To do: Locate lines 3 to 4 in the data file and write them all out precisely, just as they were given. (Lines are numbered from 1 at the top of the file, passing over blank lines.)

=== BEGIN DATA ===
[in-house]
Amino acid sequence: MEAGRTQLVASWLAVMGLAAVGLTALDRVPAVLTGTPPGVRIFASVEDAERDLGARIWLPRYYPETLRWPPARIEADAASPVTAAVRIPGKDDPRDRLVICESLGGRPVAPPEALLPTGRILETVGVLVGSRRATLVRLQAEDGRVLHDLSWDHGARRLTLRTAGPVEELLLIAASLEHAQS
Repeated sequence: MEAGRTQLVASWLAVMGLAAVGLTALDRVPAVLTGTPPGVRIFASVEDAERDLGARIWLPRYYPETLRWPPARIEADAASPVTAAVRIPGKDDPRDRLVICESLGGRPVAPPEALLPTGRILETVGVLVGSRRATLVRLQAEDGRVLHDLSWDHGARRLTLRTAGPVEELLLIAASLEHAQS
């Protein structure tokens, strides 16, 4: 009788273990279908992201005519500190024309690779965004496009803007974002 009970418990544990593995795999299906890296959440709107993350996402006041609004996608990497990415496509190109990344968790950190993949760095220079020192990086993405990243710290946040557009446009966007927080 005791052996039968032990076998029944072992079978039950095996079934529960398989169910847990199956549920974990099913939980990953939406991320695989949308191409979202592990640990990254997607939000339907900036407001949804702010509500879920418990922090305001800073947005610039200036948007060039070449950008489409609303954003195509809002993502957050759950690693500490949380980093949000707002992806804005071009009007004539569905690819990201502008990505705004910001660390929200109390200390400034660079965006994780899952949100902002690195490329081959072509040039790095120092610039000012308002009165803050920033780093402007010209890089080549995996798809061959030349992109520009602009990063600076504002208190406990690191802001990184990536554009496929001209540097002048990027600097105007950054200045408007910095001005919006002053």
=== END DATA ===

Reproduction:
Repeated sequence: MEAGRTQLVASWLAVMGLAAVGLTALDRVPAVLTGTPPGVRIFASVEDAERDLGARIWLPRYYPETLRWPPARIEADAASPVTAAVRIPGKDDPRDRLVICESLGGRPVAPPEALLPTGRILETVGVLVGSRRATLVRLQAEDGRVLHDLSWDHGARRLTLRTAGPVEELLLIAASLEHAQS
């Protein structure tokens, strides 16, 4: 009788273990279908992201005519500190024309690779965004496009803007974002 009970418990544990593995795999299906890296959440709107993350996402006041609004996608990497990415496509190109990344968790950190993949760095220079020192990086993405990243710290946040557009446009966007927080 005791052996039968032990076998029944072992079978039950095996079934529960398989169910847990199956549920974990099913939980990953939406991320695989949308191409979202592990640990990254997607939000339907900036407001949804702010509500879920418990922090305001800073947005610039200036948007060039070449950008489409609303954003195509809002993502957050759950690693500490949380980093949000707002992806804005071009009007004539569905690819990201502008990505705004910001660390929200109390200390400034660079965006994780899952949100902002690195490329081959072509040039790095120092610039000012308002009165803050920033780093402007010209890089080549995996798809061959030349992109520009602009990063600076504002208190406990690191802001990184990536554009496929001209540097002048990027600097105007950054200045408007910095001005919006002053």